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No, we're not talking about public choice economics. Or corruption of any sort. We're talking dispute resolution. Outside the formal legal system. Now available online. The (admittedly cheesily-named) RentAJudge.com is now offering fixed-cost arbitration.
Of course, everyone knows that private legal systems are crazy talk best left to SF or possibly fringy AnCap blogs.
(HT: Katherine Mangu-Ward)
A good entry over at Instapunk. Some highlights.
... we elected a president ... The show is over, and everyone is dully channel-surfing, looking for something, anything, else that might be on. ...
The post-election Obama seems a mere shadow of the presence he was under the klieg lights. Now he seems withdrawn, leaden, almost inert, like a show prop being stored in a closet. ...
Meanwhile, every other industry in the nation seems to have its hand out. Suddenly no business enterprise can hope to succeed unless it secures a place on the giant new government tit that's been pulled out of the federal corset. ...
It's all just killing time. Treading water. Waiting for the next shoe to drop. A shoe that belongs to Barack Obama, whoever he is ...
So far he hasn't even roused himself enough to sound hopeful about the state of the economy or the prospects for its recovery. Instead, he murmurs bleakly about trillion dollar deficits for years. ...
we're all treading water and the news business has apparently gone out of business, just like the banks, the car companies, the Republican Party, and the U.S. Congress.
When you tread water long enough, fatigue begins to steal over you. As you lose energy, you begin to lose hope. At some point you surrender and drown.
It strikes me that taxes are lower now than they are likely to be for some time. Between social welfare policies and the entitlement shortfall, average rates aren't heading down for at least the next two decades.
Merry Christmas, all. I wish you a prosperous and happy New Year.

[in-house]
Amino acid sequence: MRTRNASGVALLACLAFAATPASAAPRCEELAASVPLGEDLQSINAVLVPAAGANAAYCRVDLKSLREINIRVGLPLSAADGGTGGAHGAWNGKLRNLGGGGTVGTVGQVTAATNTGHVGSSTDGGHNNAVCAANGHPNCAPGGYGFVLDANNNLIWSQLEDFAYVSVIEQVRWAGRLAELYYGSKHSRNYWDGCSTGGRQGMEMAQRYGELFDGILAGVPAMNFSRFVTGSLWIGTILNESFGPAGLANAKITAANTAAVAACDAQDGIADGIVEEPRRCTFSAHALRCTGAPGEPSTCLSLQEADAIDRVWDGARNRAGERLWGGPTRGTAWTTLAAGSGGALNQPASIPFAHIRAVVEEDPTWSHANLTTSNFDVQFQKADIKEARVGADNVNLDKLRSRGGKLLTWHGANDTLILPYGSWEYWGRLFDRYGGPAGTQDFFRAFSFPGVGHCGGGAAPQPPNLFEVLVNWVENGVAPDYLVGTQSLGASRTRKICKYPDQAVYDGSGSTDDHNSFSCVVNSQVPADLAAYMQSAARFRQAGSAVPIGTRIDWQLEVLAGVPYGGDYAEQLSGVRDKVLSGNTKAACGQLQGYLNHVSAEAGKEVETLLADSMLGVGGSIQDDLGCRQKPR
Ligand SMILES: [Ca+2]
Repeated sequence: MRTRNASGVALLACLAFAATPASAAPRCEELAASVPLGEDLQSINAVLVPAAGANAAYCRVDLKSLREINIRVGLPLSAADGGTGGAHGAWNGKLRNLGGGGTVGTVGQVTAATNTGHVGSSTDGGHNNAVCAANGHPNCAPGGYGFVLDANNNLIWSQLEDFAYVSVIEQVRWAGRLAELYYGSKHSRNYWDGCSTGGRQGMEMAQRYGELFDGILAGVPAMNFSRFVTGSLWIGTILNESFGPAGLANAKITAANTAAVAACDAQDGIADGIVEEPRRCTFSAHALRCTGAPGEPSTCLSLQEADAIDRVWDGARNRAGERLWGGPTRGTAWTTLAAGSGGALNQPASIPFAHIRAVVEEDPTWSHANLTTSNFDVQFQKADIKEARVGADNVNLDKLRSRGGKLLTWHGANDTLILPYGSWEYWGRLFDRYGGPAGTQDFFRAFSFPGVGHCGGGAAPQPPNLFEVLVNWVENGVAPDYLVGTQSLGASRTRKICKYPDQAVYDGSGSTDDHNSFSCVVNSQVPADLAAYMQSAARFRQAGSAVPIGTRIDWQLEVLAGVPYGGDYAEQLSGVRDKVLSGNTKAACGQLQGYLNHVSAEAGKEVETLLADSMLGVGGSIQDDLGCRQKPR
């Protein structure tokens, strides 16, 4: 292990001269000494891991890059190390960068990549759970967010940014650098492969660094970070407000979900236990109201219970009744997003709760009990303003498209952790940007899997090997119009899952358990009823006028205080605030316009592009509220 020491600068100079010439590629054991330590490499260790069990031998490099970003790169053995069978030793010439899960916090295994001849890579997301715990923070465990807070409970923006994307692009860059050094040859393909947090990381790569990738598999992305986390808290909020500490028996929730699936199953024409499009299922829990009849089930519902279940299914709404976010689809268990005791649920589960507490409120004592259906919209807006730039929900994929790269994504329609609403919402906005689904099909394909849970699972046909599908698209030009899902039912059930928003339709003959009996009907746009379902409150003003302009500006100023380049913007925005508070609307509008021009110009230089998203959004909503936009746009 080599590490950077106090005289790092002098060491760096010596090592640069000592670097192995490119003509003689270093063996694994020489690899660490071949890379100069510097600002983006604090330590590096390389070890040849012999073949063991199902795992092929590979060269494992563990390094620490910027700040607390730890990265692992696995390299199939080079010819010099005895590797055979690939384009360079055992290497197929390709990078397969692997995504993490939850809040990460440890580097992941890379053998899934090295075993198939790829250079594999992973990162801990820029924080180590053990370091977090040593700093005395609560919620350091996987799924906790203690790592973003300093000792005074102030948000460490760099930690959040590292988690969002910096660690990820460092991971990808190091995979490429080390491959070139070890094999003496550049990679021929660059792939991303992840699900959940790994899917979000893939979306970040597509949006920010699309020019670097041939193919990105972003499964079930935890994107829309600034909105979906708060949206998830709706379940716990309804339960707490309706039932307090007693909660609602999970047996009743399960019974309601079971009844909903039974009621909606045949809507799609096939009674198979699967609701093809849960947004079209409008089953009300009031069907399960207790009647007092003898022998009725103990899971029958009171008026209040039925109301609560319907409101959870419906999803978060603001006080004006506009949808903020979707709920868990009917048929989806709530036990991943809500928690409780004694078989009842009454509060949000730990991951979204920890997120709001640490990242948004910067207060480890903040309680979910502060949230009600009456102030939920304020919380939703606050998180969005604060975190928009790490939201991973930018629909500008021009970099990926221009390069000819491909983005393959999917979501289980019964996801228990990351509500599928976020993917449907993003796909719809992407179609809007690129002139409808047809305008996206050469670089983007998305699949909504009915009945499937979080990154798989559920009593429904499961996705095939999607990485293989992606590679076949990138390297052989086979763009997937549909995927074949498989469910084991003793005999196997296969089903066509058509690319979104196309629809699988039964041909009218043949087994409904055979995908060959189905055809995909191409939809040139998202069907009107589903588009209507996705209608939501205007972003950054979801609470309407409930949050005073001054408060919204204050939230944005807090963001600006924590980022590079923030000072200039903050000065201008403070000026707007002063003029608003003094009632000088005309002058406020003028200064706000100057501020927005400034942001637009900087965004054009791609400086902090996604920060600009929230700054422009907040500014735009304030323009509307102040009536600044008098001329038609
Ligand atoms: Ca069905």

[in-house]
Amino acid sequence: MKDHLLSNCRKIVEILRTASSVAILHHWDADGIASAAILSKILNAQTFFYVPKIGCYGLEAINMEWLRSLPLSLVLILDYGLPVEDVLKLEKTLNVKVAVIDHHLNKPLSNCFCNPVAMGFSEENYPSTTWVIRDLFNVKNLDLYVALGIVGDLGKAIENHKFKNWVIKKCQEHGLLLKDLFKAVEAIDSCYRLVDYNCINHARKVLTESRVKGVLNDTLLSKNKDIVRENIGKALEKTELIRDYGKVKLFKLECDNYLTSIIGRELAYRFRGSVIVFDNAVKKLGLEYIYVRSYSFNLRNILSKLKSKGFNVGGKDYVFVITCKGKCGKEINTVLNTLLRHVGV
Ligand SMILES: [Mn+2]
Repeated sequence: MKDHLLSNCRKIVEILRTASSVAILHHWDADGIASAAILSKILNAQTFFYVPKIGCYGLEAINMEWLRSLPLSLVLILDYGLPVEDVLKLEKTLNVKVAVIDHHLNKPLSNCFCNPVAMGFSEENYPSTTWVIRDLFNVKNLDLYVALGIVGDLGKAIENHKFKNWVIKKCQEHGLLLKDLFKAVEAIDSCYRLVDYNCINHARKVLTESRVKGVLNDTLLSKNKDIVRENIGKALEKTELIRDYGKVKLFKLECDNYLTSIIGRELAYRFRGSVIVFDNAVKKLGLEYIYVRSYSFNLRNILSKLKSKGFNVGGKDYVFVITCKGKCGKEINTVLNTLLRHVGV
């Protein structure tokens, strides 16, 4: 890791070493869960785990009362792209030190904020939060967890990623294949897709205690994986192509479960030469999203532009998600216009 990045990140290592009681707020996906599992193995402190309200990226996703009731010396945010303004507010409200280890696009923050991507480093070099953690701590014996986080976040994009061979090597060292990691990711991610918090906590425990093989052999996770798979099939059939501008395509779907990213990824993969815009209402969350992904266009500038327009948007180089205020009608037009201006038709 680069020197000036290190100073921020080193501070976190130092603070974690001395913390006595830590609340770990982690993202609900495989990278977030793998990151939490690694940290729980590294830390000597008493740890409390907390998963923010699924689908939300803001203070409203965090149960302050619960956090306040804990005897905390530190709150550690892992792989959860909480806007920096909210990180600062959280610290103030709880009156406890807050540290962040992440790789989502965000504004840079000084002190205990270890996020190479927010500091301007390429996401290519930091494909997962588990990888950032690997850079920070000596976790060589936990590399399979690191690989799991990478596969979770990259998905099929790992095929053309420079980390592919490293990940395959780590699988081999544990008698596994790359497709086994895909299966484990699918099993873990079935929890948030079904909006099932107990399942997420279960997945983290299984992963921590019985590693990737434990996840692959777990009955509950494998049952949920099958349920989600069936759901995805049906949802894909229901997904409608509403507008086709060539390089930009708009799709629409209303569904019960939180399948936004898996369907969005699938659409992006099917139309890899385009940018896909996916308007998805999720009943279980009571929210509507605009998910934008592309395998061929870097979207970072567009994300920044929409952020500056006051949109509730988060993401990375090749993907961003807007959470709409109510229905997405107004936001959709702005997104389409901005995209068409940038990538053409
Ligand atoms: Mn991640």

From Detroit Blog, hat tip Moldbug:
Whole neighorhood blocks cleared of houses by arson and bulldozers have reverted to urban prairies, visible in satellite photos as unusually large green patches in the middle of the inner city. Sidewalks vanish beneath creeping grasses, while aluminum fences between homes become entwined with the branches of dozens of saplings growing as high as the droopy utility wires.
Alleys in parts of the city start resembling hiking trails as growth from the yards on both sides narrows their width. All around town, even smaller empty lots become thick, grassy fields, because the City doesn’t often mow in easements and right-of-way areas, allowing weeds to grow 3 feet high.
Throughout Detroit, as half the population fled in the last half-century outward towards the suburbs and later towards more rural areas, the city itself has, ironically, become more rural, with wild animals and lush green plants coexisting with an industrial, modern metropolis. Nature, driven back by progress during the city’s 300 years, has aggressively reasserted itself in recent decades, reclaiming land from which man has turned away.
I watched the third installment of the Transporter franchise last night. A pretty mediocre action movie compared to the first one, and even less entertaining than the sequel.
Still, I found this part interesting:
Is it just me or is this the most sensible movie villain ever? I would personally like to see more libertarian bad guys in Hollywood movies.
I discovered the blog of Mencius Moldbug when Patri linked to this post a few months ago. You should follow that link and also this one, Mencius is well worth your time. He is one of the freshest and most interesting writers on the web, though eccentric even by libertarian standards. His ideas are promising and deserve to be presented without the less palatable garnish of his acerbic writing style.
The most compelling idea in the sprawling Moldbuggian corpus is "neocameralism". Neocameralism is a close relative to Patri's theory of Dynamic Geography in that both are forms of practical market anarchism. Its reasoning is straightforward: If you believe that government should be given incentive to govern well, then modern democracy must be thrown out. Simply trying harder to elect better candidates will not fix the familiar structural problems of democracy, such as plundering special interest groups, ever-expanding bureaucracy, and election contests with the intellectual content of an American Idol finale. However, if you think that security service providers (AKA "governments") form geographic monopolies (500,000 years of human history provides good evidence for this), then the Rothbard/Hoppe/Friedman vision of anarcho-capitalism with a competitive market in security must also be set aside as a pipe dream.
Neocameralism, then, is statist anarchism. It envisions a world filled with small monopoly states run by for-profit corporations. Neocameralism addresses many of the shortcomings of democracy and anarchy. Moldbug defends it well: